Cwm March Visit, November 2011
On Sunday morning the visit was to Alun & Rebecca Evans’ immaculate Organic farm overlooking the Preseli Mountains and Cardigan Bay. Preseli Blue stones were used in the building of Stonehenge and it is mind boggling to imagine how on earth they managed to transport the giant boulders on such an epic journey 5000 years ago.
The farm at Cwm March (flock 248) is in Tir Gofal & Organic environment scheme and consists of 40 acres of high quality permanent pasture on sandy soil. The farm used to have cattle but due to the constant requirement for TB testing this enterprise has stopped. Now there are two flocks of sheep, the Llanwenog and Suffolk. Numbers are reduced this year from 80 breeding ewes – the ground being capable of supporting 2 ewes per acre- to 20 Llanwenog ewes & 7 ewe lambs and 23 Suffolk ewes & 6 lambs.
Back in the early days after the establishment of the Llanwenog breed, Alun told us of his pride and joy of being allowed to go with his uncle - David Evans - Huw's father (flock No 1- Alltgoch) and accompanied by Enoch Evans (flock101 - Parc y Rhos) to various local shows in the county. The interest in Llanwenog Sheep was kindled and he has remained loyal to them since. The flock ewes & lambs were much admired – and a young Kelpie Cross sheepdog gave us a demo of her natural abilities!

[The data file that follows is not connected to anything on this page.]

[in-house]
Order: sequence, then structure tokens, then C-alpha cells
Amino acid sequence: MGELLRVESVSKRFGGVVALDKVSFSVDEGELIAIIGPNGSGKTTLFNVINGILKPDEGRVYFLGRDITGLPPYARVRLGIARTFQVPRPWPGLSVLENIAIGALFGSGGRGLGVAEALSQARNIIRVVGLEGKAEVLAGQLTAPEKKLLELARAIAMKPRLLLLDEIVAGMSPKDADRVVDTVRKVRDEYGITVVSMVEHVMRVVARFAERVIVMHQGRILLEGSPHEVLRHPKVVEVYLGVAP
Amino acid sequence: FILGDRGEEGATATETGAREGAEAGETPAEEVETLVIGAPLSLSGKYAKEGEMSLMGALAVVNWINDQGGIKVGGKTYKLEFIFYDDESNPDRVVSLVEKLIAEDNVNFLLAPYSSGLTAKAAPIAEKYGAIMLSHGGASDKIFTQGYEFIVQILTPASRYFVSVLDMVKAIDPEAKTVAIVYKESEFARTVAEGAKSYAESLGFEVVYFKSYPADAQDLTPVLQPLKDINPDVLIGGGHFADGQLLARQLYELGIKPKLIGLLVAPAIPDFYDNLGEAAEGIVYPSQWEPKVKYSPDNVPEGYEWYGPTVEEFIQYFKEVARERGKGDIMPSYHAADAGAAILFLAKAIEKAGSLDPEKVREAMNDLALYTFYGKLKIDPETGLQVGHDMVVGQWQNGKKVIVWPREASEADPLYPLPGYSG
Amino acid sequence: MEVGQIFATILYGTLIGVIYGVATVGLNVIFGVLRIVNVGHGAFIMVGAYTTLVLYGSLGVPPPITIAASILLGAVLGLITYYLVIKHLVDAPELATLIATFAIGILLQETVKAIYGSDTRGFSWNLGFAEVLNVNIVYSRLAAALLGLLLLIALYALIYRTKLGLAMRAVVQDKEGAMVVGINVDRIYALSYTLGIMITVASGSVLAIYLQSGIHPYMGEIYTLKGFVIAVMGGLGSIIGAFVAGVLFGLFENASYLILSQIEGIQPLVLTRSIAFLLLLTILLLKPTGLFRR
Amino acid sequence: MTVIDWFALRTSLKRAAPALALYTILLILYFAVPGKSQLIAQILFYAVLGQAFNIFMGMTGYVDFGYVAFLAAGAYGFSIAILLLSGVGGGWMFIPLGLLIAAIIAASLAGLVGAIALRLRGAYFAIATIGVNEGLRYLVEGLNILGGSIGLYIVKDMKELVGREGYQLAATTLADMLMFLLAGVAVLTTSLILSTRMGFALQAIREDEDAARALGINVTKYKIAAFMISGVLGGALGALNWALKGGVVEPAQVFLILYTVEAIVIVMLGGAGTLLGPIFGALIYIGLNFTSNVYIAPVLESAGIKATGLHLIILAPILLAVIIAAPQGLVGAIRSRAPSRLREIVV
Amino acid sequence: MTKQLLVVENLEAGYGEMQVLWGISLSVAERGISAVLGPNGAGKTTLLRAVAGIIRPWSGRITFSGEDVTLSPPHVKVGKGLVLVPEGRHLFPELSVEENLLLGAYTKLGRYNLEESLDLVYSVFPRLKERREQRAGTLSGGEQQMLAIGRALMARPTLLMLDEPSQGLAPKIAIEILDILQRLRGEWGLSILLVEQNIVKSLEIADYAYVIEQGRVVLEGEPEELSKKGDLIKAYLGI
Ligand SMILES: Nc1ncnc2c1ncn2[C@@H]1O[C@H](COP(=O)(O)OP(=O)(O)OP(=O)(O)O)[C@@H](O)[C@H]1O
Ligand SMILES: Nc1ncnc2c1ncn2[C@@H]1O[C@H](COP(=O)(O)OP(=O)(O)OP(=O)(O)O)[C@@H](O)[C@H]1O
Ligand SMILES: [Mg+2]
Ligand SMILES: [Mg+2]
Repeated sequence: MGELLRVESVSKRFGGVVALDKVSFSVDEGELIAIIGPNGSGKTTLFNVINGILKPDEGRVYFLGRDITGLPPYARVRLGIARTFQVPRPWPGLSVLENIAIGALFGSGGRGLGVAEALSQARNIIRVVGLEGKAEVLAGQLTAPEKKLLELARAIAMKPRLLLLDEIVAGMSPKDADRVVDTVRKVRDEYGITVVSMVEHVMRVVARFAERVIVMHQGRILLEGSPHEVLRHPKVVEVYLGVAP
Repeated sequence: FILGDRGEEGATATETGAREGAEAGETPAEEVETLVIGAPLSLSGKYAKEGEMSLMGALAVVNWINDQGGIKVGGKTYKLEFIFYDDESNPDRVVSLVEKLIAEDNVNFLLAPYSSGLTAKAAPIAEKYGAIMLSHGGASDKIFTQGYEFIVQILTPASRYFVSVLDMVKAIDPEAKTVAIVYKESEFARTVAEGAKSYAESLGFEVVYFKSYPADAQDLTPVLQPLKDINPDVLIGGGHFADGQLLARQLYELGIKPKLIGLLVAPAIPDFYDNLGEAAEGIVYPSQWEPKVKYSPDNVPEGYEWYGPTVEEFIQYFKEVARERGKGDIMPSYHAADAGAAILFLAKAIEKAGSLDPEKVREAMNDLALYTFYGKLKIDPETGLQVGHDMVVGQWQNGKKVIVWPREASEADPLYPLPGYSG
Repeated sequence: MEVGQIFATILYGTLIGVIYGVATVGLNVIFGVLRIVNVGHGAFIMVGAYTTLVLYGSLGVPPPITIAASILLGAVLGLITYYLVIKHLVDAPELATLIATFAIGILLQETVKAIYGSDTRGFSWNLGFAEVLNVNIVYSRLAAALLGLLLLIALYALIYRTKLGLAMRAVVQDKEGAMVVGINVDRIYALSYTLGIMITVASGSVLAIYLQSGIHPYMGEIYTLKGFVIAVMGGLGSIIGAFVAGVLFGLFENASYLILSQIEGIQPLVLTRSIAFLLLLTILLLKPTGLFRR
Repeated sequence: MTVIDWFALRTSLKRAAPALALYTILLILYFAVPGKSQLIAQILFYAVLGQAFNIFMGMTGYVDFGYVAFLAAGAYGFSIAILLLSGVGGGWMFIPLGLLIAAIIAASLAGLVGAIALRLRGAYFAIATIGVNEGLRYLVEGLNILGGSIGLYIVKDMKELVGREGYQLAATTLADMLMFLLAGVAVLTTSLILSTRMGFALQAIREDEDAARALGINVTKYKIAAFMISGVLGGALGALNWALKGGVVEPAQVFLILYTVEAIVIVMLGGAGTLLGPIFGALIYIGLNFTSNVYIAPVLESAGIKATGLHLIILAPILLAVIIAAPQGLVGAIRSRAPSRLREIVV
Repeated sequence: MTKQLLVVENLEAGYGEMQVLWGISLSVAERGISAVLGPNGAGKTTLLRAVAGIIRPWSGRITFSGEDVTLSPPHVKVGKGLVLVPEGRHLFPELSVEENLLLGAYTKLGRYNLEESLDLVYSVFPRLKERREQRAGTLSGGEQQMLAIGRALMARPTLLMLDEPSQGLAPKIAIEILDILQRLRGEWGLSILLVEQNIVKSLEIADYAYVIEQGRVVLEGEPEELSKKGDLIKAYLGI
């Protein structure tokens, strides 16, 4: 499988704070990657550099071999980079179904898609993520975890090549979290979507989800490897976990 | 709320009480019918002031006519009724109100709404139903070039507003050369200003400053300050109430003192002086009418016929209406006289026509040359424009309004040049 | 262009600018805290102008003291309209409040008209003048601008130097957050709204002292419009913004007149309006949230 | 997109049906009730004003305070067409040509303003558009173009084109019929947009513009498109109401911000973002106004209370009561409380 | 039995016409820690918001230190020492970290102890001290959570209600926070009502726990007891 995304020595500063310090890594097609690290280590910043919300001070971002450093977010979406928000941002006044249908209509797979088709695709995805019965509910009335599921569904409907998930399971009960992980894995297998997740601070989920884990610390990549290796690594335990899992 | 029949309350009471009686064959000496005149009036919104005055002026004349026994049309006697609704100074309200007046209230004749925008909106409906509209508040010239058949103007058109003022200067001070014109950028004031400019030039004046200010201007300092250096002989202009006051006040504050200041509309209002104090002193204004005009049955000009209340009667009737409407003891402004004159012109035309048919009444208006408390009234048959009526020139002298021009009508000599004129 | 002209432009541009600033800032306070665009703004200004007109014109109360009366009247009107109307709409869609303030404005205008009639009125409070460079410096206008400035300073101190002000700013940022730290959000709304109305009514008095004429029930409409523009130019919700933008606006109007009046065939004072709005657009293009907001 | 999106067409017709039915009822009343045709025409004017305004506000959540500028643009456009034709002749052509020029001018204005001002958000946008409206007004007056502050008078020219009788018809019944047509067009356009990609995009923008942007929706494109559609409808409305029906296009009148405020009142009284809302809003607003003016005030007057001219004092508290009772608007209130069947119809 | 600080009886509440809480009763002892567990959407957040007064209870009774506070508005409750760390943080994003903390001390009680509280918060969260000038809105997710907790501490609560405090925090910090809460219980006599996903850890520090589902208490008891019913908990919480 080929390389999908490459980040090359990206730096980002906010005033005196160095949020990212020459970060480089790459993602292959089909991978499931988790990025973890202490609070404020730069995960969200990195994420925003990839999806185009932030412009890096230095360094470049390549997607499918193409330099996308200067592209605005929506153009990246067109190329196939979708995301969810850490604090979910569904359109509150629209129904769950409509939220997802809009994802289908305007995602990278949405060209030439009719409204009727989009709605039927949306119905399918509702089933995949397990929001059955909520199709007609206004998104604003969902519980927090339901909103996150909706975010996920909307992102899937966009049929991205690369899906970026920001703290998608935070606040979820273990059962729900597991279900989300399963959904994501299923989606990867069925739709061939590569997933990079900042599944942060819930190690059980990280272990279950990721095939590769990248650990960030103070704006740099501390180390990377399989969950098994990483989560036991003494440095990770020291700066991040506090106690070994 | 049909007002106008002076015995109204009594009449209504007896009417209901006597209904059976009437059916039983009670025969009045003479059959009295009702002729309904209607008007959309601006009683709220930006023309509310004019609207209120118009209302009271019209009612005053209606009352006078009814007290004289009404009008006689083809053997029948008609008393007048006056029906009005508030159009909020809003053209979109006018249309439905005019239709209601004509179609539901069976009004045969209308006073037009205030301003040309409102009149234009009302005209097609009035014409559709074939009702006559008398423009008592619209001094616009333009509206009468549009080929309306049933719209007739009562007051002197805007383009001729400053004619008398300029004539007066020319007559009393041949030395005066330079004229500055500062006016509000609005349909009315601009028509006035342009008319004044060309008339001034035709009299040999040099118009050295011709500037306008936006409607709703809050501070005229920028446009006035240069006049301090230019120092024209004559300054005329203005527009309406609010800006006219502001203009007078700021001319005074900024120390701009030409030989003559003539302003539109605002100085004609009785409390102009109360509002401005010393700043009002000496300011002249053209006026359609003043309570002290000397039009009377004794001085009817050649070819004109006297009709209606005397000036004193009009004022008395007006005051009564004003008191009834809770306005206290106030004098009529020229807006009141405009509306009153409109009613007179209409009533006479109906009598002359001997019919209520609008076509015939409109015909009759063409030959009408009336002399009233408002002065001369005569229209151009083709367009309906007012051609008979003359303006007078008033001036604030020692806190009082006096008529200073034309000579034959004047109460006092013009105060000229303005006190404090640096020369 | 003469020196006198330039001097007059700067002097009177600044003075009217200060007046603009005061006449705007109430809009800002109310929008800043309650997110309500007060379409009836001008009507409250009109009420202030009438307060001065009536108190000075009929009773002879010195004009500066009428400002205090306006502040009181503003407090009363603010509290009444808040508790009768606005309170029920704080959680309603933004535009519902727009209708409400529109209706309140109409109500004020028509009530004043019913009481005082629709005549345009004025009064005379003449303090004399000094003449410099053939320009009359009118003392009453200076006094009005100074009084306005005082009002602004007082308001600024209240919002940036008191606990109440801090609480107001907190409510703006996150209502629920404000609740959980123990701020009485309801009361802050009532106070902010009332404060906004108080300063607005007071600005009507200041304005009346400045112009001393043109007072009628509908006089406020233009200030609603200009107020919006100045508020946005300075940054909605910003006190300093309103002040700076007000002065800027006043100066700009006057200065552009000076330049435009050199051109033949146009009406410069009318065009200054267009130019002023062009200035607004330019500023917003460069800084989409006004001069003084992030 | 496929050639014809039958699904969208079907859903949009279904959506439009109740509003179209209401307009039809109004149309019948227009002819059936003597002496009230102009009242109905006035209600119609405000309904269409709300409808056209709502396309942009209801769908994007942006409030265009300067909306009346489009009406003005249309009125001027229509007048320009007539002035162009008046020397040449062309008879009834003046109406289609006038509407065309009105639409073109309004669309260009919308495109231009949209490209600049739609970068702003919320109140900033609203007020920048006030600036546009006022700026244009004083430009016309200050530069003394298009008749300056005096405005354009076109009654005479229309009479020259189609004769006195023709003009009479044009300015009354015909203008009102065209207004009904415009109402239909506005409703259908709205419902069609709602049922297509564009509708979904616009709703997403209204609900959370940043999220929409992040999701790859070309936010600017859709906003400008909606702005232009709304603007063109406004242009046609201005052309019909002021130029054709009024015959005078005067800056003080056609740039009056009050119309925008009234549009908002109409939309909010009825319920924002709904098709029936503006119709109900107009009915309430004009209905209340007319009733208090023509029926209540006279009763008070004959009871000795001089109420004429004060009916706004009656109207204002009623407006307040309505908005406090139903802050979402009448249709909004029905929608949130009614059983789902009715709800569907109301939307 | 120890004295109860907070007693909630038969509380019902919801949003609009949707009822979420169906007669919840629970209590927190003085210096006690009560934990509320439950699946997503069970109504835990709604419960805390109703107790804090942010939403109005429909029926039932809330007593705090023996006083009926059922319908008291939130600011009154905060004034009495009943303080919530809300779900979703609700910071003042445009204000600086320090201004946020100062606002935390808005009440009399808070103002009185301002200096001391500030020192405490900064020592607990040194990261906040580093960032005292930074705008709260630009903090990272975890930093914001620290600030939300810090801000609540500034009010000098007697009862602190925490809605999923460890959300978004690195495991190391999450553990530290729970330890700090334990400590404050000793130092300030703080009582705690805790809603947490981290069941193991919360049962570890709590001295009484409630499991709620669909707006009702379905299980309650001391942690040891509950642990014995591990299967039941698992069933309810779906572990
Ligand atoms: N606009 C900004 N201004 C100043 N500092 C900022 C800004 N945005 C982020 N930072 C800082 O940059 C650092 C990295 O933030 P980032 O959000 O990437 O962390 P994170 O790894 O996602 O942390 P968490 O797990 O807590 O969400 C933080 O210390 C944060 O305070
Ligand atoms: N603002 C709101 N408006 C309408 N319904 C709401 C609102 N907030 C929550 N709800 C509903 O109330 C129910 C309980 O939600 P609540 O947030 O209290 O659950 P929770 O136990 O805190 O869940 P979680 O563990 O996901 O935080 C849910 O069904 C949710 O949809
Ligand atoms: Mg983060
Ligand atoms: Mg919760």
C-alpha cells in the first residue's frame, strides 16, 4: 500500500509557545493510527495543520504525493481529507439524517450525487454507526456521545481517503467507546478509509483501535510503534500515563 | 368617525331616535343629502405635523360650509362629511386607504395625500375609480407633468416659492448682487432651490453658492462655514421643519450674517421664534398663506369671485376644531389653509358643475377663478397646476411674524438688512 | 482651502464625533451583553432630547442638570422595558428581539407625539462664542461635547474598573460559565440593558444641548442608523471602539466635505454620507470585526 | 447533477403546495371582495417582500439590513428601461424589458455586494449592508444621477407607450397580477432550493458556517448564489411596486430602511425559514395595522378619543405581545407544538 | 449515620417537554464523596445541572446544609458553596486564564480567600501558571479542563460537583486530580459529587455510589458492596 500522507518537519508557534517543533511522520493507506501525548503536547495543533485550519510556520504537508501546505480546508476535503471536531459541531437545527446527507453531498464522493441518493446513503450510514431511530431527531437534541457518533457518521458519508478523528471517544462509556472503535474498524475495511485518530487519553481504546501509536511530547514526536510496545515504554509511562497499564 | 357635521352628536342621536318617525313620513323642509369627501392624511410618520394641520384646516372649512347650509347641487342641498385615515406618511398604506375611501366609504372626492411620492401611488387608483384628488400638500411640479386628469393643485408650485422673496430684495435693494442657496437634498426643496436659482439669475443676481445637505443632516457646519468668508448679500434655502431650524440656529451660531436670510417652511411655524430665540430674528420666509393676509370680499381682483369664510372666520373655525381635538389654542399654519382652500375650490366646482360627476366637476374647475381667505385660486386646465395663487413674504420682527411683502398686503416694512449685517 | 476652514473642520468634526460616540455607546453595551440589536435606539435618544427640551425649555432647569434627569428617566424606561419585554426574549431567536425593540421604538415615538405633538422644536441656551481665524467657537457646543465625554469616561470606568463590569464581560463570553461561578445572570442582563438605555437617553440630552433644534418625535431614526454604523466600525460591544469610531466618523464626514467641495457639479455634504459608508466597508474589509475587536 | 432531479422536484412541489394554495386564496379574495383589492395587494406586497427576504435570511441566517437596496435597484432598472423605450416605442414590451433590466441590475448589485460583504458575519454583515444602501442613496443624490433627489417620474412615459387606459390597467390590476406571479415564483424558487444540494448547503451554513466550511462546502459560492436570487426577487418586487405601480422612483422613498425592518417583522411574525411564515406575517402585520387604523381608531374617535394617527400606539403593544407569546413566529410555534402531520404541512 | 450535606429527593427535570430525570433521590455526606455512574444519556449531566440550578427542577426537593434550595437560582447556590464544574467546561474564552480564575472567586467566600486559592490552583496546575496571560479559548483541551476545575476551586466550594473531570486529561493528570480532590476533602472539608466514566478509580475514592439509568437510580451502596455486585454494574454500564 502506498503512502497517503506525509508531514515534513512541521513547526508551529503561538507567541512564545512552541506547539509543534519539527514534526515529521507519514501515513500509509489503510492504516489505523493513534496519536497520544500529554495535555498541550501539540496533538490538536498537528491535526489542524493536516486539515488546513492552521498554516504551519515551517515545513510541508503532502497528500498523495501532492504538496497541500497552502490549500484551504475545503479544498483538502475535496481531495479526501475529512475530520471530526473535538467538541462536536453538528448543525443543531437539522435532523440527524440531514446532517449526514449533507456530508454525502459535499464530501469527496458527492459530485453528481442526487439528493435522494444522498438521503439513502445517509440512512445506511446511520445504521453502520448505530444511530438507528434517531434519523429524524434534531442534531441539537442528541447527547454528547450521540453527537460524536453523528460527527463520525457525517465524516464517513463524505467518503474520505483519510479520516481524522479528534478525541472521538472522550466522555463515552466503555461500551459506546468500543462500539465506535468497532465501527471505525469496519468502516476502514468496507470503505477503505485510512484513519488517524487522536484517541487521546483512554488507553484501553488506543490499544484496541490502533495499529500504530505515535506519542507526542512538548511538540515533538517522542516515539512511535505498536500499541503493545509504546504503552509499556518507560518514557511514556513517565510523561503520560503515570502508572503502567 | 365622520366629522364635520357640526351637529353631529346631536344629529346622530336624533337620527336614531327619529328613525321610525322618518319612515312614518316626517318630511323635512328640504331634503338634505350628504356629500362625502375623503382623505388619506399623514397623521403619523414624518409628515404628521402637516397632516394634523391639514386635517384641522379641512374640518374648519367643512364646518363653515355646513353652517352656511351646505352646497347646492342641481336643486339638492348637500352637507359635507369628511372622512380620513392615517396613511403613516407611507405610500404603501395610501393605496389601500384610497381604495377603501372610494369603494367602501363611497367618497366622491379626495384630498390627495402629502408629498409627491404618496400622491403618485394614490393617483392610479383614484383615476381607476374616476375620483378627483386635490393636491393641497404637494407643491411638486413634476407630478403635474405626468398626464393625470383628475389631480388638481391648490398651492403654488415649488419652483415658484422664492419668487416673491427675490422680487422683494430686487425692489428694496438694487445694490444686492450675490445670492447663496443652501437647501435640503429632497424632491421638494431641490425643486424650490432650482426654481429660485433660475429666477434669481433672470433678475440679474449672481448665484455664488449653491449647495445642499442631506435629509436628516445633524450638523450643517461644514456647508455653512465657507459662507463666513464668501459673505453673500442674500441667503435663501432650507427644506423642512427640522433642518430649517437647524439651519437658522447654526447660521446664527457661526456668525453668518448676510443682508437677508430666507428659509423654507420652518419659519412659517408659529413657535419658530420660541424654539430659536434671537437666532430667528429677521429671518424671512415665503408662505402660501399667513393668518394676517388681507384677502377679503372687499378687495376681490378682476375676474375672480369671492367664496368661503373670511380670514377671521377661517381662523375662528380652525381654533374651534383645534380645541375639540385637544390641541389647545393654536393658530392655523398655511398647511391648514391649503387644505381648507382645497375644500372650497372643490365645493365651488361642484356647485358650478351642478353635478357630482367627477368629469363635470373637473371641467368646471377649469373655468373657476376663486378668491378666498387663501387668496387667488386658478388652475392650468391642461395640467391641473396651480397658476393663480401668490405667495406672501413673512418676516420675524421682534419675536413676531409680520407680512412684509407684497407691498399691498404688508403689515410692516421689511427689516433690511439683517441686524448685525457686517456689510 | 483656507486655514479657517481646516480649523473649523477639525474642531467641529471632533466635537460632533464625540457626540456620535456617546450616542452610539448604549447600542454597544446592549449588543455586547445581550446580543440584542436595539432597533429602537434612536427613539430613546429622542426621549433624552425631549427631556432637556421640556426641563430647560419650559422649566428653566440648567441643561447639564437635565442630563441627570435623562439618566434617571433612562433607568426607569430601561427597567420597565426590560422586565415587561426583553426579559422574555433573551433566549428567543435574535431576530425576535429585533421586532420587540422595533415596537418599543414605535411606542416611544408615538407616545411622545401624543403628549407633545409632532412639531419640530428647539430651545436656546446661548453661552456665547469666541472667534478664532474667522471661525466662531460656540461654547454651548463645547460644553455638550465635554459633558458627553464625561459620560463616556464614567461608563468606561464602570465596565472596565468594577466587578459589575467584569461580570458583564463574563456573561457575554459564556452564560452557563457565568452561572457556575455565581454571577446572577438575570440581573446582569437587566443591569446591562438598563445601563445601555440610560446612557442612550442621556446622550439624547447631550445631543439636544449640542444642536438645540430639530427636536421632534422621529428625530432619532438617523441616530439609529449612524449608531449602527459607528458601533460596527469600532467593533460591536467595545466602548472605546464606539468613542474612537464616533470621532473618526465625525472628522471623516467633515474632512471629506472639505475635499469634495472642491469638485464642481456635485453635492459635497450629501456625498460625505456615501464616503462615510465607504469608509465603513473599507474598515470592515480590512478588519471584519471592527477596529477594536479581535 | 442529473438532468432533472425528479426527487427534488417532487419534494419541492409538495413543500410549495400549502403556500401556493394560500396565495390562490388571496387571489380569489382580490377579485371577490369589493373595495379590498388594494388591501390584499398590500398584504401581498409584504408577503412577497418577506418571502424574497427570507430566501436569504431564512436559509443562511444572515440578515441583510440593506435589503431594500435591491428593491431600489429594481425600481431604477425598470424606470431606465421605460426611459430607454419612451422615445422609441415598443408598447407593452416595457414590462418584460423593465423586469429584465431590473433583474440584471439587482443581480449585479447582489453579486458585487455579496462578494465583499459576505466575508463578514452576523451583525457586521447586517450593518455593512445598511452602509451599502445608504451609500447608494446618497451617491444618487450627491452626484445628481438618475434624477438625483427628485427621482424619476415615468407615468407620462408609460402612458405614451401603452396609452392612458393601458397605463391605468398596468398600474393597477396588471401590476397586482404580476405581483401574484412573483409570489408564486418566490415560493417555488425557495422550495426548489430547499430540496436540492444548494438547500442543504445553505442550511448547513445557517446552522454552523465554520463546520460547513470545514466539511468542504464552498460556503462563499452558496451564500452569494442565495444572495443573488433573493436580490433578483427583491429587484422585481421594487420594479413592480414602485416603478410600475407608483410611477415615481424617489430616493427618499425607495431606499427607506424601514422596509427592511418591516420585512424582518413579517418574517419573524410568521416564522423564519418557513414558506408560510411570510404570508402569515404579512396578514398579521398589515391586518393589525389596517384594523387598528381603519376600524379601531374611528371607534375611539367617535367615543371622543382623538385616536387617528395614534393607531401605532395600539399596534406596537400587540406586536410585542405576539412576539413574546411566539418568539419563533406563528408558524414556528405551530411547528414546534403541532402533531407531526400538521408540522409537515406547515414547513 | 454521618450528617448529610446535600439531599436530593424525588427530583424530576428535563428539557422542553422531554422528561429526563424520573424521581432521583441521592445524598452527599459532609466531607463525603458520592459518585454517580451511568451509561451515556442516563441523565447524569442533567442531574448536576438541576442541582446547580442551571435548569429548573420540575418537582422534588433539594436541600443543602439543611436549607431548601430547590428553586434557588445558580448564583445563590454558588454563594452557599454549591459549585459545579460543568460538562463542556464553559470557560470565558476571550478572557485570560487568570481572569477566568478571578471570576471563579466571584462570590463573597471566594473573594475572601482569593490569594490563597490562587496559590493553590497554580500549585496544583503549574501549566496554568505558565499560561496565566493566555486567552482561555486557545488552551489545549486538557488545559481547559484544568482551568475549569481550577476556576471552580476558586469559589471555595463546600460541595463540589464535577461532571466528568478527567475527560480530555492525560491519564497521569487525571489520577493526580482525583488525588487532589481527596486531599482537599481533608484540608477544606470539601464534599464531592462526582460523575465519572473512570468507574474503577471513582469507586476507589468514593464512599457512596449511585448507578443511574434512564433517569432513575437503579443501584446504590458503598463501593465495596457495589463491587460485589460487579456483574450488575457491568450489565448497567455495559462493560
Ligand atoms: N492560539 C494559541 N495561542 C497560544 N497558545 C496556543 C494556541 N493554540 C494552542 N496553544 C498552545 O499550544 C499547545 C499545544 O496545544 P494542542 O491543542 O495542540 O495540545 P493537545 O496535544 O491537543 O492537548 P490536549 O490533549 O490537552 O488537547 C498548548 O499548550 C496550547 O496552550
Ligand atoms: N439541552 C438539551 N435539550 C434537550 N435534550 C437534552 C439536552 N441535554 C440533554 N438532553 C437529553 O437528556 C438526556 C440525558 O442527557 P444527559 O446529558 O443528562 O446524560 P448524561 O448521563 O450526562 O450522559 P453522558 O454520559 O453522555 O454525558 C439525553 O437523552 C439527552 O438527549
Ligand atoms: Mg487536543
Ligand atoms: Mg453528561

Also on the farm were some Welsh Cobs and an intriguing hay pulley system on the roof of the Dutch barn –triggering much speculation as to how the system worked. Vintage Agricultural equipment was also on display for us to wander around while we enjoyed our welcome refreshments and lunch. The machinery forms part of the Cardigan & District Agricultural and Maritime Museum collection - clearly a passionate hobby for Alun with a barn dedicated to their keep and all items in full working order. The Binder and Threshing machine had made an outing this year and both were working as part of the Vintage Working Day in August and a few of our group recalled seeing such machines in operation during their childhood. There was also a tour of the converted original farm house on the site believed to date back to 16th C.